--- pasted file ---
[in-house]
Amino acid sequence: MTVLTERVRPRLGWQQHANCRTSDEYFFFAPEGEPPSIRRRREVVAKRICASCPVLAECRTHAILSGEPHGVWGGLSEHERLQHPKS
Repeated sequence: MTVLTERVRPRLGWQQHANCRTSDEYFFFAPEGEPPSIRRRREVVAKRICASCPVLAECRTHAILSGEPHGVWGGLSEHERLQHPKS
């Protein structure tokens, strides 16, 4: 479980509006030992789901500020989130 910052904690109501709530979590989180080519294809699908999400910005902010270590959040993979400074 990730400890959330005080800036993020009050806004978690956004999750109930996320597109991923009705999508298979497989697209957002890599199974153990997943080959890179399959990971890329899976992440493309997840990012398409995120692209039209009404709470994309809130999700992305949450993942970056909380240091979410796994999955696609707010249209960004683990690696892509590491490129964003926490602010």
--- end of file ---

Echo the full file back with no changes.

[in-house]
Amino acid sequence: MTVLTERVRPRLGWQQHANCRTSDEYFFFAPEGEPPSIRRRREVVAKRICASCPVLAECRTHAILSGEPHGVWGGLSEHERLQHPKS
Repeated sequence: MTVLTERVRPRLGWQQHANCRTSDEYFFFAPEGEPPSIRRRREVVAKRICASCPVLAECRTHAILSGEPHGVWGGLSEHERLQHPKS
């Protein structure tokens, strides 16, 4: 479980509006030992789901500020989130 910052904690109501709530979590989180080519294809699908999400910005902010270590959040993979400074 990730400890959330005080800036993020009050806004978690956004999750109930996320597109991923009705999508298979497989697209957002890599199974153990997943080959890179399959990971890329899976992440493309997840990012398409995120692209039209009404709470994309809130999700992305949450993942970056909380240091979410796994999955696609707010249209960004683990690696892509590491490129964003926490602010």